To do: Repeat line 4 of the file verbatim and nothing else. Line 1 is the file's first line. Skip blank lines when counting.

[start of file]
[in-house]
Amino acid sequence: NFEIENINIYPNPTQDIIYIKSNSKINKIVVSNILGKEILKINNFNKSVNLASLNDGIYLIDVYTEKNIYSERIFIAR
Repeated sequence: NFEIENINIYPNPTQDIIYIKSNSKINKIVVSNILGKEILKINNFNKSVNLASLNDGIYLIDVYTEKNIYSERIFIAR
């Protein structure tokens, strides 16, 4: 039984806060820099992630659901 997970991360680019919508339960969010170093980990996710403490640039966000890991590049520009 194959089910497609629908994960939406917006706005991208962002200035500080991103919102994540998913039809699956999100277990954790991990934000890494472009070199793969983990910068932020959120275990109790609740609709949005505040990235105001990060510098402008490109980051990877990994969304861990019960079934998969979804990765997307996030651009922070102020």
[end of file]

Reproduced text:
């Protein structure tokens, strides 16, 4: 039984806060820099992630659901 997970991360680019919508339960969010170093980990996710403490640039966000890991590049520009 194959089910497609629908994960939406917006706005991208962002200035500080991103919102994540998913039809699956999100277990954790991990934000890494472009070199793969983990910068932020959120275990109790609740609709949005505040990235105001990060510098402008490109980051990877990994969304861990019960079934998969979804990765997307996030651009922070102020």